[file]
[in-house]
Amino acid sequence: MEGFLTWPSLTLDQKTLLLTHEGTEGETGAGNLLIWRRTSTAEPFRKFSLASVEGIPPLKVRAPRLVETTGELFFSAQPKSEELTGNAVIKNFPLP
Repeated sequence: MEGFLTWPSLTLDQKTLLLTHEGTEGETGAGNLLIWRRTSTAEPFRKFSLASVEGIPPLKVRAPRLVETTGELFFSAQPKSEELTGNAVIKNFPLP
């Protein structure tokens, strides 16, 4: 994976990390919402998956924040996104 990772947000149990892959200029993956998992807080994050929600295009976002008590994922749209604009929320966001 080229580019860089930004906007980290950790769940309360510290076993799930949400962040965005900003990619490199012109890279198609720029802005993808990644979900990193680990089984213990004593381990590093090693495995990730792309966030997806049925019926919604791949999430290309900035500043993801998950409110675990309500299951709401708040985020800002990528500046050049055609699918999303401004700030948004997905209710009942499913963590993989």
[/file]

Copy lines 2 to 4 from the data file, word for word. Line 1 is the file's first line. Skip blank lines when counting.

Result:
Amino acid sequence: MEGFLTWPSLTLDQKTLLLTHEGTEGETGAGNLLIWRRTSTAEPFRKFSLASVEGIPPLKVRAPRLVETTGELFFSAQPKSEELTGNAVIKNFPLP
Repeated sequence: MEGFLTWPSLTLDQKTLLLTHEGTEGETGAGNLLIWRRTSTAEPFRKFSLASVEGIPPLKVRAPRLVETTGELFFSAQPKSEELTGNAVIKNFPLP
């Protein structure tokens, strides 16, 4: 994976990390919402998956924040996104 990772947000149990892959200029993956998992807080994050929600295009976002008590994922749209604009929320966001 080229580019860089930004906007980290950790769940309360510290076993799930949400962040965005900003990619490199012109890279198609720029802005993808990644979900990193680990089984213990004593381990590093090693495995990730792309966030997806049925019926919604791949999430290309900035500043993801998950409110675990309500299951709401708040985020800002990528500046050049055609699918999303401004700030948004997905209710009942499913963590993989």